Home Test drive review Billy Goat 4WD Outback Rider

Billy Goat 4WD Outback Rider

by editor

The name Billy Goat® certainly suits the 4WD Outback Rider. This ride-on brush cutter tackled all terrain that was aimed at with ease. This machine is designed to access hard to reach rugged terrain and overgrown vegetation; engineered with a low centre of gravity, 4WD, quality build and components.

To start with, sitting in the machine, I felt secure with a low comfortable seat including armrests, grip on the floor and additional footrests to enable the operator to secure themselves into the seat on steep terrain. Handrails on either side also came in handy on rugged terrain, allowing me to steer with one hand whilst bracing with the other hand on the rail, thanks to the cleverly designed ball on the steering wheel.

From the operator’s seat, the dash is easy to read and select functions such as the PTO switch, steering tilt, cruise control and handbrake. The Diff lock activator is to the operators right along with the throttle lever and the height adjustor to the left, all are easily activated. A foldable ROPS is fitted with built-in sight markers indicating the incline. These can be easily read with a glance as they are coloured green/red to indicate safe incline operation.

The Outback Rider is rated at a 22-degree safe operating angle, and I can assure you that you can feel safe operating at that angle as I pushed the rider to the limits with no problems at all.

Powering the machine is a commercial fuel injected 26.0 HP Vanguard® V-twin engine. The EFI engine is particularly good in mountainous high-altitude regions as it compensates the air/fuel mixture to suit the altitude ensuing optimum engine performance in all situations. A two stage Donaldson® canister air filter is fitted ensuring clean air to the engine in what will always be extreme conditions if using the Outback Rider for what it is designed to do.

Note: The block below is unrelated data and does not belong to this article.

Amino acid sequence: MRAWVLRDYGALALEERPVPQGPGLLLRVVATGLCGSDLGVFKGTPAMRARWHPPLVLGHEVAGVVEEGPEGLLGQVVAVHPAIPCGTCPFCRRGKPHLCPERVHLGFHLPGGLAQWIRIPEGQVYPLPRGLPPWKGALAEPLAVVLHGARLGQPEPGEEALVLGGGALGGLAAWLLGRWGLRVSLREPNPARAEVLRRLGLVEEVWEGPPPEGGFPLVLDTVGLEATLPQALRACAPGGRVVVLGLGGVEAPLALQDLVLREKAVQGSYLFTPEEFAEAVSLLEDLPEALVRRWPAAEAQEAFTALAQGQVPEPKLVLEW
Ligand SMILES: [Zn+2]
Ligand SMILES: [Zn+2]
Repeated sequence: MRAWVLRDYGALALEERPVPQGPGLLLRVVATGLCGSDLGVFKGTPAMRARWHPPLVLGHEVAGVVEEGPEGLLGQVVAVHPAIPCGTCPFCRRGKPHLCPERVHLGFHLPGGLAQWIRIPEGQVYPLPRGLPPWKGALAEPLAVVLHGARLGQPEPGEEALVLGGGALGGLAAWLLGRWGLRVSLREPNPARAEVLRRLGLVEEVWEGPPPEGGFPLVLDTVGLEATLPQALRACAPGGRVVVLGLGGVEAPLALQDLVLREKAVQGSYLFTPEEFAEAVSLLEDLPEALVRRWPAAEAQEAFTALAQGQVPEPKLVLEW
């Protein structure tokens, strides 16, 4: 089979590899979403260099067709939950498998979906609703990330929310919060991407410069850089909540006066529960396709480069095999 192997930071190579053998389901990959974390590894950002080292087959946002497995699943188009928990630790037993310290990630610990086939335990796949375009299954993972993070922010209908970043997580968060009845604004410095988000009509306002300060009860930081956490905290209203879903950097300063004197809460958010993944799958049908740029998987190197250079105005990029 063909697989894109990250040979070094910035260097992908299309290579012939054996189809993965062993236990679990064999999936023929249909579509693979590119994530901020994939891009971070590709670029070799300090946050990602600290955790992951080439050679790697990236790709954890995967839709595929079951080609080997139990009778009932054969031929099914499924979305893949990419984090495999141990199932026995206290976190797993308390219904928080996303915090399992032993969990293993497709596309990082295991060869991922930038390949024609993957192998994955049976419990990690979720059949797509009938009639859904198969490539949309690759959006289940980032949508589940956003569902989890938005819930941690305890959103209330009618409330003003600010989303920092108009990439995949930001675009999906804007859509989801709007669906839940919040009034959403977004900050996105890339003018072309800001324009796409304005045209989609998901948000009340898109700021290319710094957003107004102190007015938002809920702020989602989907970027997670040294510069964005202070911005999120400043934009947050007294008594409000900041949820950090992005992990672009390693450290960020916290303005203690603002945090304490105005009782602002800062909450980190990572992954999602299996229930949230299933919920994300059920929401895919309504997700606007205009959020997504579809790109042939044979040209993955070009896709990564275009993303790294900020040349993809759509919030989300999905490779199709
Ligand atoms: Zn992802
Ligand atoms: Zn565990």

Driving the machine is a “Tuff Torq” 4WD system. This transmission system is cooled by a remote oil cooler with a fan located at the rear of the machine. There is easy access for maintenance around the engine with the rear cowl effortlessly lifting revealing ample space. The deck even has flip-up side lids for access to the swing back blades and for clearing debris.

A manual Diff lock is also fitted for added traction although even with the rugged terrain I encountered, there was no need to engage. The large wheels with agricultural tread, combined with a pivoting front axle to ensure maximum ground contact and the Tuff Torq 4WD provide a capable machine that did not slip, spin or lose traction on any of the rough terrain encountered.

With all of this, at the same time the machine was still slashing neatly with one pass over extremely overgrown grass and woody weeds. The cutting system comprises of a tough fabricated 36-inch rear discharge deck with heavy duty swing back blades that pulverised long grass, woody weeds, small saplings, and some unknown objects that caused loud thumps but did not compromise the cut.

Cutting heights vary from 5cm to 13.5cm over five positions. I was surprised at the neatness of the finish on such overgrown vegetation with just one pass. The wrap around front bumper provides protection to the machine, pushing down larger vegetation before cutting. A rear bumper is also fitted to prevent the inevitable knocks when reversing in thick, overgrown vegetation.

Overall, I could not fault this machine, it accessed areas with ease that I had originally thought would be a challenge whilst cutting wild overgrown vegetation with ease and neatness and would have expected to require multiple passes.

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